And Now The Work Begins

Take a look at the map below:


That map is from the latest (image pulled on 7/22/14) RealClearPolitics US Senate general election map with no toss-ups. Georgia, by all accounts, is still considered a toss-up for the US Senate race. It shouldn’t, but the “Nunn” name still carries a lot of weight…so does the “Carter” name. That map should scare the bejeezus out of Republicans (and I don’t care if you’re a TEA Party person or “independent paleoconservative whatever”). It shows Georgia as losing what should be, by all accounts, a safe Republican seat for 2014. I know, Michelle Nunn *probably* won’t win, but there’s a chance, and the polls that have come out recently, that may be a pretty decent chance.

Republicans have been beating each other up over the past year and a half-ish trying to “out-conservative” one another. That gave ample opportunity for Michelle Nunn to craft herself as a conservative Democrat, notice, though, she doesn’t mention the fact that she is a Democrat all that much. Her and national Democrats are trying to sell her as a moderate-to-conservative choice for independents. That, coupled with a number of folks making noise about how there isn’t a “real conservative” in the Republican race now, so they are going to vote for the Libertarian.

Ok, if you’re a Republican or tend to vote Republican and are planning on voting for the Libertarian as a protest vote, then you may as well vote for the Democrat. That’s all you’re really doing. #sorrynotsorry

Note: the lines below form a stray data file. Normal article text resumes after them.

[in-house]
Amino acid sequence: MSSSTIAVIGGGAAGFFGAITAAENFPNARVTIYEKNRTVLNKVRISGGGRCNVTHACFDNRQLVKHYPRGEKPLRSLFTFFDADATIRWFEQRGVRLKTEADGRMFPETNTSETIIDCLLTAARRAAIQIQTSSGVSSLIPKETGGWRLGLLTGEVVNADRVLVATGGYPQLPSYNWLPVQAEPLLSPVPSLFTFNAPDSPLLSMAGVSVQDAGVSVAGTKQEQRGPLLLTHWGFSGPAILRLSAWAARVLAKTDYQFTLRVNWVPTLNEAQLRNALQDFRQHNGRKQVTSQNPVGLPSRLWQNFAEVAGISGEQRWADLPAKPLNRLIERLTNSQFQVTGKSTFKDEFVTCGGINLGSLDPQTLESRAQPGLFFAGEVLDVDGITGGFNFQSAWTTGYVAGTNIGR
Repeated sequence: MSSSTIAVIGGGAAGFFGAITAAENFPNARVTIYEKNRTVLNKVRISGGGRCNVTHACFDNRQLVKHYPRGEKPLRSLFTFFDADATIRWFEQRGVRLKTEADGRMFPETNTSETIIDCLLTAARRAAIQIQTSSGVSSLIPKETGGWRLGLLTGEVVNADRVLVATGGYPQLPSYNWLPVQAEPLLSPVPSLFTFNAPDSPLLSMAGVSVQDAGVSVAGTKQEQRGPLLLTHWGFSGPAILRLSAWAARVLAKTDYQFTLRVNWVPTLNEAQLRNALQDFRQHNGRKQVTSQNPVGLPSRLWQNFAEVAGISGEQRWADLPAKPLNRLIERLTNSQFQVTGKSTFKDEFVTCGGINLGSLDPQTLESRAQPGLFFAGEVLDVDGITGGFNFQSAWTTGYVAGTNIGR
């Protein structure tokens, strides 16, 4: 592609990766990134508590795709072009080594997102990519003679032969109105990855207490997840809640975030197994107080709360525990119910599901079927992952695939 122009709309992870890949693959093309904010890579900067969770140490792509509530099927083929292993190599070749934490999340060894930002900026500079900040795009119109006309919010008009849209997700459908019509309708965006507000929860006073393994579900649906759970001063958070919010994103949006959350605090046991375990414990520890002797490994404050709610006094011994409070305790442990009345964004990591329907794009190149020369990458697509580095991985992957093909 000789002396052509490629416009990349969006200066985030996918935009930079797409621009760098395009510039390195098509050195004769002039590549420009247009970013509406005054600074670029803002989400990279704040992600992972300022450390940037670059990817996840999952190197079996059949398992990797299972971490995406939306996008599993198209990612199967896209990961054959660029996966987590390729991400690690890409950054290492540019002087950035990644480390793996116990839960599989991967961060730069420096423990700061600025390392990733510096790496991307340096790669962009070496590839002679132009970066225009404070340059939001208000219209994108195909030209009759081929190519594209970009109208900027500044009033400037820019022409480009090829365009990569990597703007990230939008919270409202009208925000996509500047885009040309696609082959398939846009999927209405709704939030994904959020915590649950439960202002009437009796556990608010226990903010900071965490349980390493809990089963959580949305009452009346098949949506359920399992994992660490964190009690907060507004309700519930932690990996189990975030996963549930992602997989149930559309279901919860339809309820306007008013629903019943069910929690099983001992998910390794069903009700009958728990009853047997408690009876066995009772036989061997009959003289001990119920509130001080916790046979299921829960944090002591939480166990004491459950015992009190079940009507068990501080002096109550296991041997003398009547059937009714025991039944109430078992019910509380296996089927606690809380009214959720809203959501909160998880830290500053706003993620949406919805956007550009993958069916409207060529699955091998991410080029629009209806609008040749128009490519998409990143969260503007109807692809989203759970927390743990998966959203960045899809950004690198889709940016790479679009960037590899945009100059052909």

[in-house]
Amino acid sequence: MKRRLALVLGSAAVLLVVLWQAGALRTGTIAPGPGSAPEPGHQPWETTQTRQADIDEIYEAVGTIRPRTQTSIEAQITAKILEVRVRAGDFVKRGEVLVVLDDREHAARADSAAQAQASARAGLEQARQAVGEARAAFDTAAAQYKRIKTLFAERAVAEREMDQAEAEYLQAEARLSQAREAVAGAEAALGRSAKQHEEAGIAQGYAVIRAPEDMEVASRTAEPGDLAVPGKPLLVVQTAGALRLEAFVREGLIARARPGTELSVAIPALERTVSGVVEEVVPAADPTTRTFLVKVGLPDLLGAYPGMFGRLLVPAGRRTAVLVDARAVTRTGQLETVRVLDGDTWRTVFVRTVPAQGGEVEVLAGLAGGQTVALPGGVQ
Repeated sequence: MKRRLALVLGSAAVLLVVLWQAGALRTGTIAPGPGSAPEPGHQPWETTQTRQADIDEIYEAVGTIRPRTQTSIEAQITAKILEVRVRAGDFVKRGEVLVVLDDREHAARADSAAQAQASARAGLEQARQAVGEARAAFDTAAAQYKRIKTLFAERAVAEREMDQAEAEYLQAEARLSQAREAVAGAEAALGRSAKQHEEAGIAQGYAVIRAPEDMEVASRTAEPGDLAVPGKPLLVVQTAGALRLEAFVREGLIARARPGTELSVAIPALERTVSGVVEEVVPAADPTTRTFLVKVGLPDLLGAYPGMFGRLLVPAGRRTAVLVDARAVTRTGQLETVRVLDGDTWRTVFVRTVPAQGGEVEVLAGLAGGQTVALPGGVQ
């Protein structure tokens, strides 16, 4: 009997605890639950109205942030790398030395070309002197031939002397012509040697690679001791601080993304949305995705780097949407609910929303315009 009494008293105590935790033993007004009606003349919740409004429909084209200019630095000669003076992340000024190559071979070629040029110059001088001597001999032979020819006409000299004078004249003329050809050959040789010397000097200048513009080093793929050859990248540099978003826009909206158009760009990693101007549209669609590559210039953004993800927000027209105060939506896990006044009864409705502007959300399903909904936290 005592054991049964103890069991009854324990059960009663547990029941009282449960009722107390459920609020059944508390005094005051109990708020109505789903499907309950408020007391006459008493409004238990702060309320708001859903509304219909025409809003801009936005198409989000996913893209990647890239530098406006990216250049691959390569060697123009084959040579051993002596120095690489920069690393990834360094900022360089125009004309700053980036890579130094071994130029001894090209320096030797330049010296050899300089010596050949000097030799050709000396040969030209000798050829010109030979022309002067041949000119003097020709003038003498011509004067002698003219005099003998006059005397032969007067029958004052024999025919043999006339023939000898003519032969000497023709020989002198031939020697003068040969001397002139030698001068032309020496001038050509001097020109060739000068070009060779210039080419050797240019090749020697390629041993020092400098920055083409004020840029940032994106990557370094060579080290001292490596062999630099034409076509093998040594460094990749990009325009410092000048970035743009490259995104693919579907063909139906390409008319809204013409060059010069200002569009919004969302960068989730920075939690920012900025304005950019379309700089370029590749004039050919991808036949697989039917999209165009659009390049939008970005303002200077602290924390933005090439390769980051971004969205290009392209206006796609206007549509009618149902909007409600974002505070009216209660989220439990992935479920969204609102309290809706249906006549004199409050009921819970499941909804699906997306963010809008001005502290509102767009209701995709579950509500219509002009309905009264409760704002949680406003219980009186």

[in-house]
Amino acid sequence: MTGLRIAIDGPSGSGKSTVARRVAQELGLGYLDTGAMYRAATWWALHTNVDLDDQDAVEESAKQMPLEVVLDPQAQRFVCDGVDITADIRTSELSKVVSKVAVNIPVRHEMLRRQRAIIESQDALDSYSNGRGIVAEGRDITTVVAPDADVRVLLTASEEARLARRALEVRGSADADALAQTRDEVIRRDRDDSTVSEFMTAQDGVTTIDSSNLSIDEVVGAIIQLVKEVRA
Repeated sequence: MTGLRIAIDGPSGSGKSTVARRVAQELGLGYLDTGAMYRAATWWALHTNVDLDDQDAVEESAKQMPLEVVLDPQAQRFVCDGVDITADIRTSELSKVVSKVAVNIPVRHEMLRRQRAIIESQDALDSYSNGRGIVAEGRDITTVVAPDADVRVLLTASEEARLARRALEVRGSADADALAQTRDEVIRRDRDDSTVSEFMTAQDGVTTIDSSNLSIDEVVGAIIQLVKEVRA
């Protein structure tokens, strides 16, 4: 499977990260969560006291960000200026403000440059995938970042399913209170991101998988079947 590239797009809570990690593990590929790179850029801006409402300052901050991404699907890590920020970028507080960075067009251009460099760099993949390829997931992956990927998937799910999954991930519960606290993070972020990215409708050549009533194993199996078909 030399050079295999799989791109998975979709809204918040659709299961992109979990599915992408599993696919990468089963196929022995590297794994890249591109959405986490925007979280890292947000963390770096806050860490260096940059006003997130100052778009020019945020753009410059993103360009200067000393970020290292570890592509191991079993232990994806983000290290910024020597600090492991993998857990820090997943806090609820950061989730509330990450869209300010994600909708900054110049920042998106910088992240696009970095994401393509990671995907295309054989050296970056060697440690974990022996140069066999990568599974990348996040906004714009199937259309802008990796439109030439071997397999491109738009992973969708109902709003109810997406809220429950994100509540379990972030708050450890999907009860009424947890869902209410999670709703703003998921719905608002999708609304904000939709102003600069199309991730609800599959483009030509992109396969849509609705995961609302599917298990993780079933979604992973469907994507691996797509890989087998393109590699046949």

I had a number of my candidates get defeated in the May primary. Yes, it sucks. Yes, it’s disappointing not to see your team move forward, but we have to move forward. I believe that there is some grieving that needs to be done when your candidate is defeated. Especially when it is a close race. However, we must remember that the main goal as Republicans is to elect Republicans. David Perdue pulled of a surprising win last night. It was a shock to me and many others, but congratulations to him. I give him my full support going into November.

We, as Republicans, should cheer on our team to victory. It’s easier when you get the candidate you like, but it doesn’t work out that way. Unfortunately, that’s life. To my friends licking their wounds: I’m right there with you, but I hope that you’ll join me in fighting the good fight. Let’s work to elect our Republican candidates this November.


  1. The Last Democrat in Georgia says:

    Though I’m not at all a fan of the Sonny Perdue legacy of excellence in governing, with a strategist like Fred Davis, chances are that Perdue’s team is going to rip None a new one down the stretch and make her wish that she had sat this one out.

  2. xdog says:

    Rah team and good luck. But in 2016 the party exposure increases greatly as 23 goper seats will be contested versus 10 donk seats. For the long run, gopers may need a better strategy than ‘play nice’.

  3. Pretty inconceivable that GOP would win all of Alaska, Louisiana, Arkansas and Iowa and at the same time Dems would win GA. More likely Dems win at least 2 of those states, putting them at 51 with Nunn or 50 (and majority control) without.

    • Bobloblaw says:

      I agree. But with states like GA where demographics are changing and states like IA where they arent, it is possible.

      I expect Perdue will win. Polling before the other side is done with their primary is iffy. Plus now the spotlight will turn on Nunn, who isnt that great of a candidate in reality.

      “” It shouldn’t, but the “Nunn” name still carries a lot of weight…so does the “Carter” name””